Thailand is a Southeast Asian country known for its coastlines. It’s surrounded by the Gulf of Thailand, the Andaman Sea, and the countries of Myanmar, Malaysia, Cambodia, and Laos. Thailand has a mix of cultures, thanks to its Chinese and Indian influences. The two main religions found in the country are Buddhism and Hindu, and you’ll find a number of shrines and temple complexes that reflect this fact. Almost all of them are open to respectful tourists, and you’ll find some of them on this list. Some of the other best places to explore in Thailand in 2018 include pristine beaches, interesting villages, and more.
1) Phanum Rung
Few things are a beautiful as this complex of Hindu shrines that sit atop a long-extinct volcano. The spot was chosen purposefully 10th century when construction on the shrines began. It took another 300 years to finish them. Together, the shrine complex represents Mount Kailash, a very sacred place for Shiva, the Hindu god of destruction. The shines consist of elaborately carved structures that face east, and at certain times of the year, all 15 of its doorways are illuminated by sunlight. Every April worshippers gather to celebrate the Phanum Rung Festival, and tourists are welcome to participate.
2) Khao Sok National Park
It’s not really a trip to Thailand unless you visit one of the national parks. This one in particular is a wildlife reserve. You can stay in a small hut on its outskirts and spend your days wandering the jungle in search of gibbons, wild boar, Asian elephants, langurs, and even barking deer. There are hiking paths to ensure that you don’t get lost, but you’ll still need to be careful, since you never know what a wild animal is going to do. With that said, make sure to head to some of the outlook points that provide a beautiful panoramic view of the reserve.
3) Ko Tau
If you really want to get off of the beaten path and visit a place popular with backpackers, not regular tourists, visit Ko Tau. Its name translates to “Turtle Island” and this remote beach is filled with the creatures. Ko Tau is located in the southern part of Thailand, off of its Central Gulf Coast. It’s a little remote, but the trek to get there is worth it. You’ll be greeted by scenic vistas, clear water, and very pretty, yet slightly rocky beach. Although there are some places to stay near Ko Tau, they are rather rustic. Don’t expect to find any luxury accommodations or tourist stands in this area. It really is worth visiting however, as it’s a little slice of paradise.
4) Loy Krathong
Loy Krathong isn’t actually a place to visit. It’s a festival known for its spectacular candle-centric ceremony. It takes place every November throughout the country. Celebrants create Krathong out of a floating piece of banana leaf or Styrofoam and top it with a candle. Some people include strands of hair and fingernail clipping as well. These are then floating in a body of water – everything from a swimming pool to a freshwater lake or river will work. The Krathong are meant to thank a certain river goddess who has the power to take away people’s bad luck and even grant wishes. Loy Krathong is quite a beautiful sight, thanks to all of the floating candles.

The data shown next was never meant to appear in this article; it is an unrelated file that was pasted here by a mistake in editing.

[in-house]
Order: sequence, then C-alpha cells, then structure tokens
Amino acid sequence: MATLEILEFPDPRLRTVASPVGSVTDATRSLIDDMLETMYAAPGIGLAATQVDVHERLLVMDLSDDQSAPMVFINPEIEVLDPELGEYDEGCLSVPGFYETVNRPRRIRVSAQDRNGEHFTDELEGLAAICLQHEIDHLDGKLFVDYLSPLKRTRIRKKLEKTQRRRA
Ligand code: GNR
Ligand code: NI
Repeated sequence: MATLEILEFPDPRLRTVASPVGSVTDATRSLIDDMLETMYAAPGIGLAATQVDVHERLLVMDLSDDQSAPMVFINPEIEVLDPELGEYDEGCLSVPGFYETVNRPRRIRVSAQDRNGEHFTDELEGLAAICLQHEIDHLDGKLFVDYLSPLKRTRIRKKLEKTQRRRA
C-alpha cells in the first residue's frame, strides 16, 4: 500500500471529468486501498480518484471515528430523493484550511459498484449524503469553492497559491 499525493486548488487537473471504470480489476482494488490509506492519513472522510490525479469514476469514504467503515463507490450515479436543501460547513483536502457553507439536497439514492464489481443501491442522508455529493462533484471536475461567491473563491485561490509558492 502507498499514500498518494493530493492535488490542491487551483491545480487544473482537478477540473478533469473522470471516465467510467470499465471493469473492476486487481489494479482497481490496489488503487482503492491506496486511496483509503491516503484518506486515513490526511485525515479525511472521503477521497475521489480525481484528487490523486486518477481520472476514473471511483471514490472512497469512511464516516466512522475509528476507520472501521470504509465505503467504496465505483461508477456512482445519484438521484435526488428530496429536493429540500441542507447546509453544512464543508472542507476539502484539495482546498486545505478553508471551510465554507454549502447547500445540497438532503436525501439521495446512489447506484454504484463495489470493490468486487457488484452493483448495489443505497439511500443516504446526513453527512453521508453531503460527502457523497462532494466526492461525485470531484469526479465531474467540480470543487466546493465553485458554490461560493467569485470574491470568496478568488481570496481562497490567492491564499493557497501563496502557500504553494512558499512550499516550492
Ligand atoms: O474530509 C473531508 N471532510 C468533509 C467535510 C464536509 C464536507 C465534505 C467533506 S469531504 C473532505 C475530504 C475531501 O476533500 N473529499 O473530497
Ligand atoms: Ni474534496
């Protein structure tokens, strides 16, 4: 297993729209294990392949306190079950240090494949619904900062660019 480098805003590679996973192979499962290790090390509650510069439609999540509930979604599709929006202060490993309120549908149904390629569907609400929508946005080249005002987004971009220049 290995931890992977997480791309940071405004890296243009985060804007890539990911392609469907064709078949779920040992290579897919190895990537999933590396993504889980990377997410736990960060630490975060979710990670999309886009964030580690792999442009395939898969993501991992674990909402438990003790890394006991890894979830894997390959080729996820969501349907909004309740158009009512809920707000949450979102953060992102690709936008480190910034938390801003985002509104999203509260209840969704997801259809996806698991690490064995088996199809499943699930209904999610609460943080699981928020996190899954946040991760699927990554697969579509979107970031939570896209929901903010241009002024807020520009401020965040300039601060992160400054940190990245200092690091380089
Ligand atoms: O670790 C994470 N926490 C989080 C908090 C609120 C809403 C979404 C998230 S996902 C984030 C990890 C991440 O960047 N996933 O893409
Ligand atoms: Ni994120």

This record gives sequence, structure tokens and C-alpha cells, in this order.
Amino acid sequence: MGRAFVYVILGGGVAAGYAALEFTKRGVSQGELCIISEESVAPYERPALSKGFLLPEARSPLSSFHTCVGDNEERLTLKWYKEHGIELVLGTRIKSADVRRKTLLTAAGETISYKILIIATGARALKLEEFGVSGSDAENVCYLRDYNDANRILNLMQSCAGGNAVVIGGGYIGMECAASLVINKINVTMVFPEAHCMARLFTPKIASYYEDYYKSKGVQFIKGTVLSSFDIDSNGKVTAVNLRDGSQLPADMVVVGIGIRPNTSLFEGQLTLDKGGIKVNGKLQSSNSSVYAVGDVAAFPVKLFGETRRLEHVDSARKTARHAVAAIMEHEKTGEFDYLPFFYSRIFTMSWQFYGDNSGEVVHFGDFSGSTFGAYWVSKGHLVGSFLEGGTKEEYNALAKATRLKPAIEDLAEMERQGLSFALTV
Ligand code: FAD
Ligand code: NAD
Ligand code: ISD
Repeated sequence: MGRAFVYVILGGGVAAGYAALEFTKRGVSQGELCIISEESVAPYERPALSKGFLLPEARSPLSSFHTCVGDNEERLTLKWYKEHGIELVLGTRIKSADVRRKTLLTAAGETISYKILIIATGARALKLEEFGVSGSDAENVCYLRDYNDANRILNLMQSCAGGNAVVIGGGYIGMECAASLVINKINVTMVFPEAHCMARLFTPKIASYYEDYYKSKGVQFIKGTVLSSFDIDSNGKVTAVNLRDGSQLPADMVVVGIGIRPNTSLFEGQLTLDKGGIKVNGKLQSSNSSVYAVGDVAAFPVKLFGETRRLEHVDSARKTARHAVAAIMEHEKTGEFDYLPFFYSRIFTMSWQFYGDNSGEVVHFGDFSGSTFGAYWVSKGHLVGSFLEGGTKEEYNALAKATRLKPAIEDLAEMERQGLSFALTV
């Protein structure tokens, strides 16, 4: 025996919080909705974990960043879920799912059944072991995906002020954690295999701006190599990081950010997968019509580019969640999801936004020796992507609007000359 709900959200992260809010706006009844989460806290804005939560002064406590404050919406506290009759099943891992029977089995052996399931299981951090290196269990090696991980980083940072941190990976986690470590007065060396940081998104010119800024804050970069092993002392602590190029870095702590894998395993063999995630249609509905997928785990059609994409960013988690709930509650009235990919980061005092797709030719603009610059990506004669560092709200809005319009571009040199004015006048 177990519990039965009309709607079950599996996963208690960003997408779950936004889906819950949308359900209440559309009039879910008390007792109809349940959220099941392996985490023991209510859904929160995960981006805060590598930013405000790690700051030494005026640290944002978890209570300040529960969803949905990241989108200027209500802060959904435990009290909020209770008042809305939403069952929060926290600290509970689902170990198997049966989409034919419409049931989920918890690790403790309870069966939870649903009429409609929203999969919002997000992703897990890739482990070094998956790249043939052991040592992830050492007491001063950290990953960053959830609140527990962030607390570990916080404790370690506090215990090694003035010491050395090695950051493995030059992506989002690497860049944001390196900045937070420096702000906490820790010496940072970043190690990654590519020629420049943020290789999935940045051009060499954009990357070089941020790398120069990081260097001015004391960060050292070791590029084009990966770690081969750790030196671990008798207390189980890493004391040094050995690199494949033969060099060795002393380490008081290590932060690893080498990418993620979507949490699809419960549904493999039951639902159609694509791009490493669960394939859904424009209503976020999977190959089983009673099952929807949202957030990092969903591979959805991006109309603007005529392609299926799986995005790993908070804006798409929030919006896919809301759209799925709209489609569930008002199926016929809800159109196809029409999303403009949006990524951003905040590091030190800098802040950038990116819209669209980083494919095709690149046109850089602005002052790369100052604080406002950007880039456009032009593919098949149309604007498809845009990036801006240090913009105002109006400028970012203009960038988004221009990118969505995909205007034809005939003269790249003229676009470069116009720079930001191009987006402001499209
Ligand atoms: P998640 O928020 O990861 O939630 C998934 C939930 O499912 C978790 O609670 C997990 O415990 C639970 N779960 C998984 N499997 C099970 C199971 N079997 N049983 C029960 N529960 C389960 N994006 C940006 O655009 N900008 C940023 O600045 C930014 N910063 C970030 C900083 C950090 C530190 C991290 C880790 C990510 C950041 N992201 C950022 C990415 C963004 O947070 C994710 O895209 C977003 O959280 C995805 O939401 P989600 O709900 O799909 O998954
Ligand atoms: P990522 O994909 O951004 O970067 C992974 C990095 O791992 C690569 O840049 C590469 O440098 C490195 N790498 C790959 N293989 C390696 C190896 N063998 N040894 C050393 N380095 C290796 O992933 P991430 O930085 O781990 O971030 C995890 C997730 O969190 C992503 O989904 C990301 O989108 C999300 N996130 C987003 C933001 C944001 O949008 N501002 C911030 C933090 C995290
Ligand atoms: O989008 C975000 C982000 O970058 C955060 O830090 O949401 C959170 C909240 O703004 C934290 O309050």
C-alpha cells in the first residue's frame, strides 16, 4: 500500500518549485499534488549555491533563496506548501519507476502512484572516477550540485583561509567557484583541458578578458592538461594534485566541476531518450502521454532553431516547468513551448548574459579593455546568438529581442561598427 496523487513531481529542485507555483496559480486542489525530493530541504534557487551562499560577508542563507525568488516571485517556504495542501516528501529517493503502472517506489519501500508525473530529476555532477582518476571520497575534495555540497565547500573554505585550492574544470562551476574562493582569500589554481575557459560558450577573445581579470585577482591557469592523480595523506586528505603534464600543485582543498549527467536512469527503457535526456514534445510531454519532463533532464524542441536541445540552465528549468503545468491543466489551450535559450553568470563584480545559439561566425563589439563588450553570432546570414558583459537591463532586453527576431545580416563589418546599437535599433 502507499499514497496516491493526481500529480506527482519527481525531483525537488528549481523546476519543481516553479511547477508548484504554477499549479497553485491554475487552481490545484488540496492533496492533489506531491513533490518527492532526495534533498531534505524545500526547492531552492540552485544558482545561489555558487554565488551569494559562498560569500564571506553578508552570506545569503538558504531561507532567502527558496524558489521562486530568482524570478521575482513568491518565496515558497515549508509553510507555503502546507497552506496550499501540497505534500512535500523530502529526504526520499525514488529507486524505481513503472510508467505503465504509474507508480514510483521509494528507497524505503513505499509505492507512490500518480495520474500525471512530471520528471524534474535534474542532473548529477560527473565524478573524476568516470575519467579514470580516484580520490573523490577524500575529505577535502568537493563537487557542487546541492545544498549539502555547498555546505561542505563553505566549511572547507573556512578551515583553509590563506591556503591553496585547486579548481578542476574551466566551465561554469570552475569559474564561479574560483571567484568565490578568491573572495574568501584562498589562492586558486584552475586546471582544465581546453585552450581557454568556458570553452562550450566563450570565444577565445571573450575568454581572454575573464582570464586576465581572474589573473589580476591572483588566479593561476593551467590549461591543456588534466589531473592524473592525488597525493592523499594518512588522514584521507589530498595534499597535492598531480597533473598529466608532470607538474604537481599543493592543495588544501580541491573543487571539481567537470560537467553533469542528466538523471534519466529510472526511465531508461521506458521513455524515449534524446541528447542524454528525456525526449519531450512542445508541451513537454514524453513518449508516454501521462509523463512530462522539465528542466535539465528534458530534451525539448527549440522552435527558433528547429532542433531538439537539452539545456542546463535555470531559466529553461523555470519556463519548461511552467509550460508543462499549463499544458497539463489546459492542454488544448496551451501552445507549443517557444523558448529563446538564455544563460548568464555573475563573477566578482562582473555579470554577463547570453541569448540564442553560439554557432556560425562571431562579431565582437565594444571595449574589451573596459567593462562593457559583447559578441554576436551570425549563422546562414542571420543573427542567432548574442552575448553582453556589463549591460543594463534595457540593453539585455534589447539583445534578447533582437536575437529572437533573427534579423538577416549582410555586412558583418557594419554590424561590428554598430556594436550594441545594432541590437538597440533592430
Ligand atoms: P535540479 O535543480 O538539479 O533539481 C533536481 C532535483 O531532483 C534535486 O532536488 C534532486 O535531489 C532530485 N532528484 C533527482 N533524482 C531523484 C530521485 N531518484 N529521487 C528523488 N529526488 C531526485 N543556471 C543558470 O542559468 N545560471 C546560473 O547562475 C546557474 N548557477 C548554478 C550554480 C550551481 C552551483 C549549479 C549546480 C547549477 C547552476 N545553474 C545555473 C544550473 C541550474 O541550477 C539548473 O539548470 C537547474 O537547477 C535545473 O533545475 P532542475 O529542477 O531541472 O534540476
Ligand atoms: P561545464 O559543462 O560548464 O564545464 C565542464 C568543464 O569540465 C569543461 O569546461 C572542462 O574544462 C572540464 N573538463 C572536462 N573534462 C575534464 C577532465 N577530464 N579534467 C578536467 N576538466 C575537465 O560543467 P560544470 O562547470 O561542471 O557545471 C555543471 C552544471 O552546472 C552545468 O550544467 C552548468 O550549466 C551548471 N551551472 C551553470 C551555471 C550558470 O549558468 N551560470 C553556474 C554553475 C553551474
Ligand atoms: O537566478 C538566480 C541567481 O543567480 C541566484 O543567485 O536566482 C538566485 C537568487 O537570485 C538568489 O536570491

Bangkok, also known as Krung Thep Maha Nakhon, is the capital of Thailand, so of course it has a place on this list. The city is a bustling metropolis of over 11 million people. It’s been broken up into sectors, or neighborhoods, each with a different flair. You’ll find many things to do in the city, from visiting museums and cultural institutions to eating at some of its many restaurants. The town has a public transit system, which makes navigating it fairly easy. There are plenty of places to stay, from upscale hotels to more moderately priced options. Bangkok provides an easy way for visitors to get a feel for the country, and enjoy many of the things that it has to offer. You definitely need to explore this city!
Another excellent city, Ayutthaya is a UNESCO World Heritage site, thanks to the fact that it used to be the ancient capital of Siam. The city, which is also known as Phra Nakhon Si Ayutthaya, consists of interesting architecture, most of which was built around 1300 A.D. Although only parts of the original complex remain, the ones that do are quite remarkable, as they look like nothing else that you’ll find in this part of Thailand, let alone the world. It’s worth spending some time in Ayutthaya, although the town isn’t known for being a tourist hot spot.
Author Bio: This guest post is a work of John Smith promoting Ferry Samui blog, one of the best places online to check about places in Koh Samui, insider secrets as well as travel tips and tricks.